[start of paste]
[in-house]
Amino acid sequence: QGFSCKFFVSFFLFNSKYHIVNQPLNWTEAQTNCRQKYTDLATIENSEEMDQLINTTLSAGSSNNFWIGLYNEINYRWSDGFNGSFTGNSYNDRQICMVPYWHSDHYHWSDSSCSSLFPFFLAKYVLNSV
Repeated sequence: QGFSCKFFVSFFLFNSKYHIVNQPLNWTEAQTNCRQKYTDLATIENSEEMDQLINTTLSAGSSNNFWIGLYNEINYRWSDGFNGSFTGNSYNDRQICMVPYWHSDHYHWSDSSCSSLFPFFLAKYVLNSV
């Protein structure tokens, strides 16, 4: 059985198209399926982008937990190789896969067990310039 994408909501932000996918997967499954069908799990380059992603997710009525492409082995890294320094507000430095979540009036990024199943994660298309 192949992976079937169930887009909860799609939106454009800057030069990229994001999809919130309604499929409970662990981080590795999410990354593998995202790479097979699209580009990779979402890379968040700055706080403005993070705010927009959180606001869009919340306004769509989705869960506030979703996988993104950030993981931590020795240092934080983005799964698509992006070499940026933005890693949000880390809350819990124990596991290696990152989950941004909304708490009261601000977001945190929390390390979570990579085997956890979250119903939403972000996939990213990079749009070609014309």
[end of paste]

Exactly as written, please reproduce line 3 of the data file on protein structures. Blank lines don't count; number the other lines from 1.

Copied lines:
Repeated sequence: QGFSCKFFVSFFLFNSKYHIVNQPLNWTEAQTNCRQKYTDLATIENSEEMDQLINTTLSAGSSNNFWIGLYNEINYRWSDGFNGSFTGNSYNDRQICMVPYWHSDHYHWSDSSCSSLFPFFLAKYVLNSV